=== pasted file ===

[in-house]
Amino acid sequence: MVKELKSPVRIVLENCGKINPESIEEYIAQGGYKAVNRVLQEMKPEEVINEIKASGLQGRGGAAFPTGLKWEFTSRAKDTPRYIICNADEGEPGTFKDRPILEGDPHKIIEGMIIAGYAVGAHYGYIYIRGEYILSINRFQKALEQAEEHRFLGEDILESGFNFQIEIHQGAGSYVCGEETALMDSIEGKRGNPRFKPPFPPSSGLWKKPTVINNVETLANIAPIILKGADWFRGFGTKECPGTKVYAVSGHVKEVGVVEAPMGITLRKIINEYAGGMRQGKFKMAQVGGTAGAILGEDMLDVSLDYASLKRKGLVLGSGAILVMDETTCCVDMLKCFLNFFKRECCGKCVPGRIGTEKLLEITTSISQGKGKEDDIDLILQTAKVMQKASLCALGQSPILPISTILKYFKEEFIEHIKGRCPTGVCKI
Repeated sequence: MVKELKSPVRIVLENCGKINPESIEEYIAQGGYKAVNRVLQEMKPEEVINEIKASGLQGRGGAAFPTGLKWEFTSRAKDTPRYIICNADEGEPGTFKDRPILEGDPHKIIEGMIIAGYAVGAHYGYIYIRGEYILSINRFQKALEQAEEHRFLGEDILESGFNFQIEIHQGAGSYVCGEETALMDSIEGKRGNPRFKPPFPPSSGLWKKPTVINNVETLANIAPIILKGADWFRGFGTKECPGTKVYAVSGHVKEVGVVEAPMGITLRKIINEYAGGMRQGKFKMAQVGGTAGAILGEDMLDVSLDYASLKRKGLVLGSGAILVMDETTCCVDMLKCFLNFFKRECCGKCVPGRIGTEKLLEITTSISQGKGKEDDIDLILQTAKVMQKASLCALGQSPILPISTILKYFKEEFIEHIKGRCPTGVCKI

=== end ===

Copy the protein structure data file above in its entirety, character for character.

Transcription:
[in-house]
Amino acid sequence: MVKELKSPVRIVLENCGKINPESIEEYIAQGGYKAVNRVLQEMKPEEVINEIKASGLQGRGGAAFPTGLKWEFTSRAKDTPRYIICNADEGEPGTFKDRPILEGDPHKIIEGMIIAGYAVGAHYGYIYIRGEYILSINRFQKALEQAEEHRFLGEDILESGFNFQIEIHQGAGSYVCGEETALMDSIEGKRGNPRFKPPFPPSSGLWKKPTVINNVETLANIAPIILKGADWFRGFGTKECPGTKVYAVSGHVKEVGVVEAPMGITLRKIINEYAGGMRQGKFKMAQVGGTAGAILGEDMLDVSLDYASLKRKGLVLGSGAILVMDETTCCVDMLKCFLNFFKRECCGKCVPGRIGTEKLLEITTSISQGKGKEDDIDLILQTAKVMQKASLCALGQSPILPISTILKYFKEEFIEHIKGRCPTGVCKI
Repeated sequence: MVKELKSPVRIVLENCGKINPESIEEYIAQGGYKAVNRVLQEMKPEEVINEIKASGLQGRGGAAFPTGLKWEFTSRAKDTPRYIICNADEGEPGTFKDRPILEGDPHKIIEGMIIAGYAVGAHYGYIYIRGEYILSINRFQKALEQAEEHRFLGEDILESGFNFQIEIHQGAGSYVCGEETALMDSIEGKRGNPRFKPPFPPSSGLWKKPTVINNVETLANIAPIILKGADWFRGFGTKECPGTKVYAVSGHVKEVGVVEAPMGITLRKIINEYAGGMRQGKFKMAQVGGTAGAILGEDMLDVSLDYASLKRKGLVLGSGAILVMDETTCCVDMLKCFLNFFKRECCGKCVPGRIGTEKLLEITTSISQGKGKEDDIDLILQTAKVMQKASLCALGQSPILPISTILKYFKEEFIEHIKGRCPTGVCKI